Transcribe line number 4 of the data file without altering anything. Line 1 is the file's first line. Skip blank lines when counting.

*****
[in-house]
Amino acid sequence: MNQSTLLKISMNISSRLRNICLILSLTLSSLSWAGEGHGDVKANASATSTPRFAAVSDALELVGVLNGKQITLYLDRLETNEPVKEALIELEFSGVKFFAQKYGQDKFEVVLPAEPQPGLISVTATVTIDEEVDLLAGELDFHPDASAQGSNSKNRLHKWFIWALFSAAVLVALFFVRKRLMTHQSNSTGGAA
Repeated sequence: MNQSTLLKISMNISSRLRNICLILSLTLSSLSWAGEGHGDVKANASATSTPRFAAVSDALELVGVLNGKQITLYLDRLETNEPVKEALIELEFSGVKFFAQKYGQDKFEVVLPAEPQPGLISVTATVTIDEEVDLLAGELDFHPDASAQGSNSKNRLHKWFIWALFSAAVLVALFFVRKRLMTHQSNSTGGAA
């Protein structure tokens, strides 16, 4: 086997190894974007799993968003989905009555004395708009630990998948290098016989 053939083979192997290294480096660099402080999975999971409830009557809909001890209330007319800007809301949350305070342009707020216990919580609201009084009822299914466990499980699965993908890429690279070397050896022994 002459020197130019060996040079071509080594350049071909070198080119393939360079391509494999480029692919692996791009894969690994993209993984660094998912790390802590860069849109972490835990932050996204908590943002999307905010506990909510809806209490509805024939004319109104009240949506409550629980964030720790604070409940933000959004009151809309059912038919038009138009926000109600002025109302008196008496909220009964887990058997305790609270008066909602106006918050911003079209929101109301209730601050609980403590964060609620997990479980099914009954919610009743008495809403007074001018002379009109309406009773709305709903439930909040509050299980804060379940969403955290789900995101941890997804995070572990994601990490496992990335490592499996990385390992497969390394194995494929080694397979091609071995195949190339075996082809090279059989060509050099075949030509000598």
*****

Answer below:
């Protein structure tokens, strides 16, 4: 086997190894974007799993968003989905009555004395708009630990998948290098016989 053939083979192997290294480096660099402080999975999971409830009557809909001890209330007319800007809301949350305070342009707020216990919580609201009084009822299914466990499980699965993908890429690279070397050896022994 002459020197130019060996040079071509080594350049071909070198080119393939360079391509494999480029692919692996791009894969690994993209993984660094998912790390802590860069849109972490835990932050996204908590943002999307905010506990909510809806209490509805024939004319109104009240949506409550629980964030720790604070409940933000959004009151809309059912038919038009138009926000109600002025109302008196008496909220009964887990058997305790609270008066909602106006918050911003079209929101109301209730601050609980403590964060609620997990479980099914009954919610009743008495809403007074001018002379009109309406009773709305709903439930909040509050299980804060379940969403955290789900995101941890997804995070572990994601990490496992990335490592499996990385390992497969390394194995494929080694397979091609071995195949190339075996082809090279059989060509050099075949030509000598």